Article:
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LATEST US DATA: Record oil prices swell trade deficit

November’s gap jumps by 9.3% to US$63.1b; highest level in 14 months

(WASHINGTON) The US trade deficit in November surged to the highest level in 14 months, reflecting record imports of foreign oil. The deficit with China declined slightly while the weak dollar boosted exports to another record high.

The Commerce Department reported that the trade deficit, the gap between imports and exports, jumped by 9.3 per cent, to US$63.1 billion.

The imbalance was much larger than the US$60 billion that had been expected.

The increase was driven by a 16.3 per cent surge in America’s foreign oil bill, which climbed to an all-time high of US$34.4 billion as the per barrel price of imported crude reached new records. With oil prices last week touching US$100 per barrel, analysts are forecasting higher oil bills in future months.

The big surge in oil pushed total imports of goods and services up by 3 per cent to a record US$205.4 billion.

Exports also set another record, rising by a smaller 0.4 per cent to US$142.3 billion.

Export demand has been growing significantly over the past two years as US manufacturers and farmers have gotten a boost from a weaker dollar against many other currencies.

Through the first 11 months last year, the deficit ran at an annual rate of US$709.1 billion, down 6.5 per cent from last year’s all-time high of US$758.5 billion. Analysts believe that the export boom will finally result in a drop in the trade deficit in 2007 after it set consecutive records for five years.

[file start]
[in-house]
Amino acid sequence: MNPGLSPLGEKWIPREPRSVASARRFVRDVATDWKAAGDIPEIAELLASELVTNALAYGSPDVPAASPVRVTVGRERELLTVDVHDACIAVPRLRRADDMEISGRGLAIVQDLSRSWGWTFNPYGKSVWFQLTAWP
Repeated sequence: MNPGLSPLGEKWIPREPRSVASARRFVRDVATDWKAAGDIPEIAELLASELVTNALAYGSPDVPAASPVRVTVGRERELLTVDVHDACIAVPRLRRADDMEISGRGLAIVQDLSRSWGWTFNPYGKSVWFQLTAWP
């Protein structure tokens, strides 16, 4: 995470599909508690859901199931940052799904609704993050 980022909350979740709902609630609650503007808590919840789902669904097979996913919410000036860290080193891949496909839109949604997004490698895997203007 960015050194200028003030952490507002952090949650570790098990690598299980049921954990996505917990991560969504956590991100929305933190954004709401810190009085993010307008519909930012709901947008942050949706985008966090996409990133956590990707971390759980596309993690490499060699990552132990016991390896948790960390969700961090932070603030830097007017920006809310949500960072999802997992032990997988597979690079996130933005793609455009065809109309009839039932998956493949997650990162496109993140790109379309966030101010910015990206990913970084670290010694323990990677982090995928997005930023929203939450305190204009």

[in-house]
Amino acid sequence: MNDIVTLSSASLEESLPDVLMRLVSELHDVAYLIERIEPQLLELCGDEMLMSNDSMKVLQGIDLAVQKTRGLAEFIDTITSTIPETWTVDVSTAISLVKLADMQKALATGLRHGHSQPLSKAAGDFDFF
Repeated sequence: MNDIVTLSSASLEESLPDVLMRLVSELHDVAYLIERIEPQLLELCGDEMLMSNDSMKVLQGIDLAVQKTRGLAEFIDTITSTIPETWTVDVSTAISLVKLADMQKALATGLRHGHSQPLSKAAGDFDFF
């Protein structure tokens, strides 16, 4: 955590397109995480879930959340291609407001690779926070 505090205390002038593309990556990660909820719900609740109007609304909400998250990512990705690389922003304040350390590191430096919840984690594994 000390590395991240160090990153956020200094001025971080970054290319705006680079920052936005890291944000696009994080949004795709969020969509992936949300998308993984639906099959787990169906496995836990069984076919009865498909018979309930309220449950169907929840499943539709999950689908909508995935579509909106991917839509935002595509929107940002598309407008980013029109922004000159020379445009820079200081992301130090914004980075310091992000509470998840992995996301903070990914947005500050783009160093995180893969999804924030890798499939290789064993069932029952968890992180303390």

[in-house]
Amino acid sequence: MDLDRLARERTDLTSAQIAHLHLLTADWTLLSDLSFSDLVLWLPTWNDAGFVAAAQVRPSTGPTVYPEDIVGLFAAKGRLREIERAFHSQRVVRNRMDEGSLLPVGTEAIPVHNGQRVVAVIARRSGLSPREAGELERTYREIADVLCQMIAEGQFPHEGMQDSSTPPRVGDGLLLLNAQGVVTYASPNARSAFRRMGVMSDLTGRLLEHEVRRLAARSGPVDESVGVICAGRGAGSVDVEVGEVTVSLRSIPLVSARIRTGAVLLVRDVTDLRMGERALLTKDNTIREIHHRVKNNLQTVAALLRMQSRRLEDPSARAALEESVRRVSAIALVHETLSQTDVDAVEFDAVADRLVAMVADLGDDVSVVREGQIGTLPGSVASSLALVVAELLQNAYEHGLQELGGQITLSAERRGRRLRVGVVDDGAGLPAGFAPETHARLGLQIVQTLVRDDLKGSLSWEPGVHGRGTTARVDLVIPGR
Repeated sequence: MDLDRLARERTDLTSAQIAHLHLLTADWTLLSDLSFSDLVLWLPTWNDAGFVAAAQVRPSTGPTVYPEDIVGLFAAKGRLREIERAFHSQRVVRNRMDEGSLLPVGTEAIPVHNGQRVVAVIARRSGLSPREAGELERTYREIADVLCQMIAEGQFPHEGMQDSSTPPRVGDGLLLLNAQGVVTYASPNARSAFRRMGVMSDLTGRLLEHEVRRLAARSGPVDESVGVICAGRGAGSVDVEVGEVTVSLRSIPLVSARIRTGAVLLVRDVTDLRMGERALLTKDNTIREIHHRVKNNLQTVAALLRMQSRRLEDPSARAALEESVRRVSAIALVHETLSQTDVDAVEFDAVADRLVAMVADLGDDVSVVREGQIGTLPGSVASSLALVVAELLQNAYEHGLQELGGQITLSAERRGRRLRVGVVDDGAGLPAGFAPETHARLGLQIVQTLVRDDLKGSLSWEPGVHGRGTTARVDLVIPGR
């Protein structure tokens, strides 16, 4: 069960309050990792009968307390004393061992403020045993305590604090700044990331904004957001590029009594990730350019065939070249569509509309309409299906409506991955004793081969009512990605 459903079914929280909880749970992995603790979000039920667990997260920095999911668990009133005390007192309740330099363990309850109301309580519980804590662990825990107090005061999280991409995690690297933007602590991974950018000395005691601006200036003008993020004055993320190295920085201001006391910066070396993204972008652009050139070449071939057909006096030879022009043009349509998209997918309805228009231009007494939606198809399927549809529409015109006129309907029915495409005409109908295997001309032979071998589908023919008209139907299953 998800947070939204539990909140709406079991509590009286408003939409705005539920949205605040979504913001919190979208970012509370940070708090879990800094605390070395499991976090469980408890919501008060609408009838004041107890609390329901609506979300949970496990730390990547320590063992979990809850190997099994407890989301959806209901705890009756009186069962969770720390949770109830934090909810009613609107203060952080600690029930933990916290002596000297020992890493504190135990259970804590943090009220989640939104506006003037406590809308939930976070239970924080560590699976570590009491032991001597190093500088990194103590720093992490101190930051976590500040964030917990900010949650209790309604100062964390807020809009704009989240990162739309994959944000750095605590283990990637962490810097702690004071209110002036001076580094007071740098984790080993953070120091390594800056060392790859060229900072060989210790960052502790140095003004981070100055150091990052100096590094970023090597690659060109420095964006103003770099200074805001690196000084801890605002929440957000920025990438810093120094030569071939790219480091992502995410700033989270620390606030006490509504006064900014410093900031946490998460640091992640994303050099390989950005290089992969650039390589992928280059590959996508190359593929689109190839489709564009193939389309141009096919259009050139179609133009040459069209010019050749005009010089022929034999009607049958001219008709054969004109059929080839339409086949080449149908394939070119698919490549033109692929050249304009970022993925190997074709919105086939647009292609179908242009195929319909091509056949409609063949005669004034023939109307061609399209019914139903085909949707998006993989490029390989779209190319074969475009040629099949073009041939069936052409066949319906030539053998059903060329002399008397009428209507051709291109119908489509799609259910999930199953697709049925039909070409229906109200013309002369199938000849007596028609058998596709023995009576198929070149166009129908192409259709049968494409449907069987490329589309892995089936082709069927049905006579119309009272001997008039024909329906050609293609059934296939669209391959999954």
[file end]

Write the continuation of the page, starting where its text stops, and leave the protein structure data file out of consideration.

Critics of President George W Bush’s trade policies, however, say the declining deficits will still leave the imbalance at a painfully high level, which they contend reflects unfair trade practices of other nations that have contributed to the loss of more than three million US manufacturing jobs since 2000.

Trade is expected to be a key issue in this year’s presidential campaign, with many Democrats charging that the Bush administration has not fought hard enough to protect American workers and keep companies from shipping jobs overseas.

Much of their unhappiness is focused on China, where the US trade deficit through the first 11 months of last year totalled US$237.5 billion, the highest annual imbalance ever recorded with a single country – with December still left to tally.

The November deficit with China dipped slightly to US$24 billion, but that was down from a record high of US $25.9 billion set in October, when retailers were boosting orders for toys, games and video equipment to stock their shelves for Christmas.

Analysts predict further increases in the deficit with China in the months to come as US demand has been unfazed by a string of high-profile recalls of a number of Chinese products, everything from tainted toothpaste to toys with lead paint.

China reported on Thursday that its trade surplus through December with the world rose by 47.7 per cent to a record of US$262.2 billion with the December surplus coming in at US$22.7 billion, up 9.5 per cent from a year ago.

 

Source: AP (Business Times 12 Jan 08)

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